In his speech to the diplomatic corps, Benedict XVI speaks twice of the Holy Land, evokes the danger of a clash of civilizations, laments the lack of religious freedom in countries like China, condemns the arms trade and human trafficking. The need to respect freedom of information.
Vatican City (AsiaNews) Peace is "hindered or damaged or threatened" in many parts of the world. Its enemies are alongside situations of aged conflicts, as in the Middle East the danger of a clash of civilizations, at which terrorism aims, and obstacles to the right to information, but also hunger and the arms race and above all violations to religious freedom, which occur even in countries with "centuries-old cultural traditions", with thoughts running to China. Benedict XVI paints a worried portrait of the world today in his speech to the representatives of 177 states and international organizations with which the Holy See holds diplomatic relations. And even if the Pope called by name only a very few regions: the Middle East, the Holy Land, the Great Lakes, the areas of shadow areas seemed much greater than those of light.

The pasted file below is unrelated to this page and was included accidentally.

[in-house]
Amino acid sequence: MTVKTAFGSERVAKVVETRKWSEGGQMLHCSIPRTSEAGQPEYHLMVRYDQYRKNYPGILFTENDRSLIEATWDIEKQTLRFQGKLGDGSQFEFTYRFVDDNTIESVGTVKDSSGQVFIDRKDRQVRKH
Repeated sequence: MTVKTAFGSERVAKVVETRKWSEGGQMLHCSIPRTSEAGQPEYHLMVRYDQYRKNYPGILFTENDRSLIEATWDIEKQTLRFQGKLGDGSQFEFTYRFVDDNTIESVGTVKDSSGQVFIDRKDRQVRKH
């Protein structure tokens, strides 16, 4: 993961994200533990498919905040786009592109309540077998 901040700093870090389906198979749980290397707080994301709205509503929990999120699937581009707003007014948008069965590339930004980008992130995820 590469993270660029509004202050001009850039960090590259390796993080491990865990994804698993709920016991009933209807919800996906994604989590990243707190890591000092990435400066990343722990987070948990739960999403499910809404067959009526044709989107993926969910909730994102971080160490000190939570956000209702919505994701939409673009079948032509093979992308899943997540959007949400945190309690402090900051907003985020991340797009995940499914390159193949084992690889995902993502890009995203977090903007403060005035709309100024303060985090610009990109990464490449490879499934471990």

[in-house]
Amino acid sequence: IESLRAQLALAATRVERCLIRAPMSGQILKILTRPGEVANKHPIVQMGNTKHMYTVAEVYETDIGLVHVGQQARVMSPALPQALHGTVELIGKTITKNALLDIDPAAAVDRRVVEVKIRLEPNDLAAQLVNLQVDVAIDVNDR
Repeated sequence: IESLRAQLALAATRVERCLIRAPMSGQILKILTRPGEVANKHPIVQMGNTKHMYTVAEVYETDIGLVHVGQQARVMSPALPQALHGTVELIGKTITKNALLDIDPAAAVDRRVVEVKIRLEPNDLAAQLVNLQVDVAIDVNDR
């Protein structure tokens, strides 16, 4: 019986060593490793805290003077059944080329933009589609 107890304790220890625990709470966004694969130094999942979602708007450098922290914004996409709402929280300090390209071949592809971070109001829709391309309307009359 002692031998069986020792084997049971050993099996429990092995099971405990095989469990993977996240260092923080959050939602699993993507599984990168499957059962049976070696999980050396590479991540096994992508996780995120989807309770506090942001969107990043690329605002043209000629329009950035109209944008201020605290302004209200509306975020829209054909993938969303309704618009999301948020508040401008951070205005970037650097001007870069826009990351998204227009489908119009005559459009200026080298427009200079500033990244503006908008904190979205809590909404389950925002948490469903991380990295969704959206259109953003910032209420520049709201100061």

Standing out in this portrait is the Holy Land, the "nerve point of the world scene", which the Pope indicated once with this name in affirming Israel's right to "to be able to exist peacefully" and the right of the "Palestinian people" to develop their own democratic institutions, and another time as "the birthplace of Jesus", to then turn his thoughts to Lebanon, "whose people must rediscover, with the support of international solidarity, their historic vocation to promote sincere and fruitful cooperation between different faith communities".